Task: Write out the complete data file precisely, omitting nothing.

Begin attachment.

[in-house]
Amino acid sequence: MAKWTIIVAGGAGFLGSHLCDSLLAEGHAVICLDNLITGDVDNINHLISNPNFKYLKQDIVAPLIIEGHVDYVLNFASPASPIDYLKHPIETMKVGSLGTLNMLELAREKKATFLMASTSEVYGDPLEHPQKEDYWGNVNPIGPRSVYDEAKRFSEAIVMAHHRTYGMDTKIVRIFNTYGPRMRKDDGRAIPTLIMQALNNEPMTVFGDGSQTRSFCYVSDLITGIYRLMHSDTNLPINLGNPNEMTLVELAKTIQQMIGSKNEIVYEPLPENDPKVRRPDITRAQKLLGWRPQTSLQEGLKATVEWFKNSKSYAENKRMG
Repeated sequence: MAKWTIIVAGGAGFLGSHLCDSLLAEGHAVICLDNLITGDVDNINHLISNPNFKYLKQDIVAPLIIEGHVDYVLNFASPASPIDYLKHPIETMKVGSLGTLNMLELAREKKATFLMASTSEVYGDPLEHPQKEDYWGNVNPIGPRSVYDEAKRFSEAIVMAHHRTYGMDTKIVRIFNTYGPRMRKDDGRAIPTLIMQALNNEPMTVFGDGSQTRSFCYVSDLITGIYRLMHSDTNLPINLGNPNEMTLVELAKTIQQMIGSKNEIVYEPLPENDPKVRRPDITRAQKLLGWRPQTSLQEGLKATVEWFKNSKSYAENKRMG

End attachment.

[in-house]
Amino acid sequence: MAKWTIIVAGGAGFLGSHLCDSLLAEGHAVICLDNLITGDVDNINHLISNPNFKYLKQDIVAPLIIEGHVDYVLNFASPASPIDYLKHPIETMKVGSLGTLNMLELAREKKATFLMASTSEVYGDPLEHPQKEDYWGNVNPIGPRSVYDEAKRFSEAIVMAHHRTYGMDTKIVRIFNTYGPRMRKDDGRAIPTLIMQALNNEPMTVFGDGSQTRSFCYVSDLITGIYRLMHSDTNLPINLGNPNEMTLVELAKTIQQMIGSKNEIVYEPLPENDPKVRRPDITRAQKLLGWRPQTSLQEGLKATVEWFKNSKSYAENKRMG
Repeated sequence: MAKWTIIVAGGAGFLGSHLCDSLLAEGHAVICLDNLITGDVDNINHLISNPNFKYLKQDIVAPLIIEGHVDYVLNFASPASPIDYLKHPIETMKVGSLGTLNMLELAREKKATFLMASTSEVYGDPLEHPQKEDYWGNVNPIGPRSVYDEAKRFSEAIVMAHHRTYGMDTKIVRIFNTYGPRMRKDDGRAIPTLIMQALNNEPMTVFGDGSQTRSFCYVSDLITGIYRLMHSDTNLPINLGNPNEMTLVELAKTIQQMIGSKNEIVYEPLPENDPKVRRPDITRAQKLLGWRPQTSLQEGLKATVEWFKNSKSYAENKRMG